The Supreme Court Gets Ready to Remake America, But How?

Legal Scholars Foresee Corporations and Criminal Defendants Gaining Protections, While Reproductive Rights and Affirmative Action Wither

The United States Supreme Court could use the power it has over American life to identify new protections for criminal defendants and for people whose privacy has been invaded by new technology, said legal scholars and court watchers at a Zócalo/UCLA Downtown event.

But the same scholars warned that the court’s conservative majority, reinforced by the recent appointment of Justice Brett Kavanaugh, also could grant greater power to corporations and curtail affirmative action, reproductive rights, and protections for immigrants and LGBT people.

The scholars—law professors with expertise in areas from guns to …

The 1919 Murder Case That Gave Americans the Right to Remain Silent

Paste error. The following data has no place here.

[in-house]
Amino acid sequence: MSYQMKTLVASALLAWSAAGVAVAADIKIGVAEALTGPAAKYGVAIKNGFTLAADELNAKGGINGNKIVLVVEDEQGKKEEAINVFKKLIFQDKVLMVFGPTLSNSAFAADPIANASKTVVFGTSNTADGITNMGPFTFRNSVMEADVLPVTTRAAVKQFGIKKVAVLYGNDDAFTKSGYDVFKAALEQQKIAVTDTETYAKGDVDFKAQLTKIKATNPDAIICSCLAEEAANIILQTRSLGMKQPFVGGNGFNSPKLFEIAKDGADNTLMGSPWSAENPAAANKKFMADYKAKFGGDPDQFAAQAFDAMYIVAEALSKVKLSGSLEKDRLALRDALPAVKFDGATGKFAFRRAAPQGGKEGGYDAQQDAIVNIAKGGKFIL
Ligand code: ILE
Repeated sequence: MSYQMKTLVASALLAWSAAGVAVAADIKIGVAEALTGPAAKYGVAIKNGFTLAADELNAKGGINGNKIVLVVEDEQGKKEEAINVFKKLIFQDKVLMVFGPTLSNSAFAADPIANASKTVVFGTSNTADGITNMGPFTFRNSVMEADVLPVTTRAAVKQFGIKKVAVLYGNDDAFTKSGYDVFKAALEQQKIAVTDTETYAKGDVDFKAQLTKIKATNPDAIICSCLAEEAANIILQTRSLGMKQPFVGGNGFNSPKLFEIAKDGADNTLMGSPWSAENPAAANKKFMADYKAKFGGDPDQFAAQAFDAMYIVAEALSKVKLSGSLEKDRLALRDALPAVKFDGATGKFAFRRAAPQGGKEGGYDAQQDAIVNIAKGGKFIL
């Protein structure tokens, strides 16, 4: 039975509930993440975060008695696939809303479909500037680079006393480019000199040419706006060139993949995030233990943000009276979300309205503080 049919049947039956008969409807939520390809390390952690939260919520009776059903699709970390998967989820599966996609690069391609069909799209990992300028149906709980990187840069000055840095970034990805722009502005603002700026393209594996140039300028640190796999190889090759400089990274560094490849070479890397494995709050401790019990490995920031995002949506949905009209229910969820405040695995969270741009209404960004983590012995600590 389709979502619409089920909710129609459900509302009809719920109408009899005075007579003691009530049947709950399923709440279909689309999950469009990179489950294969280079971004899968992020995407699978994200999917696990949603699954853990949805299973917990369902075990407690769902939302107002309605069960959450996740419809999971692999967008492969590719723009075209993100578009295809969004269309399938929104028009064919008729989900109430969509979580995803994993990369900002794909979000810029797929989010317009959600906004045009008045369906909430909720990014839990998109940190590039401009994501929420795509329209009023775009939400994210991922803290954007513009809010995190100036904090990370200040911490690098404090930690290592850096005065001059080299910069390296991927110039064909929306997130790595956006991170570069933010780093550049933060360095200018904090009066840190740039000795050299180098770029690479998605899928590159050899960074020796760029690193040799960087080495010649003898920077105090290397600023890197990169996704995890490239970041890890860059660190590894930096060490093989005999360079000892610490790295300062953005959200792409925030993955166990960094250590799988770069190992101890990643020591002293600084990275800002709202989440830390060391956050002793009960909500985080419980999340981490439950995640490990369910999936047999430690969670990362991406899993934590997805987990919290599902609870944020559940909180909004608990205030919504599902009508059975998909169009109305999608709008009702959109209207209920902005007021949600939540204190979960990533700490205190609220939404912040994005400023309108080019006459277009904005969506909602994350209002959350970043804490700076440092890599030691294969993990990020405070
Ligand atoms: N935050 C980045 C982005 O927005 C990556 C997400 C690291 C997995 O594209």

Decades Before the Supreme Court's Miranda Decision, a Washington Triple Slaying Paved the Way to Protect Criminal Suspects

If you’ve ever watched an American television crime drama, you probably can recite a suspect’s rights along with the arresting officers. Those requirements—that prisoners must be informed that they may …

The Supreme Court Ruled Wrong, Then Right, on Japanese American Internment

The Only "Precedent” for the Proposed Muslim Registry Is Conflicted Legal Thinking

In 2014, a group of law students at the University of Hawaii asked Justice Antonin Scalia to comment on the Korematsu case, the infamous 1944 Supreme Court decision that upheld …

Make the Supreme Court’s 4-4 Split Permanent

An Equal Number of Conservative and Liberal Justices Would Promote Compromise, Not Stalemate

Since the death of Justice Antonin Scalia earlier this year, the U.S. has obsessed over how and when to fill his sizable void on the Supreme Court. Much is at …

Supreme Court Justice Sandra Day O’Connor

Sandra Day O’Connor is a retired associate justice of the United States Supreme Court. She was the first woman to be appointed to the Court and was the first female …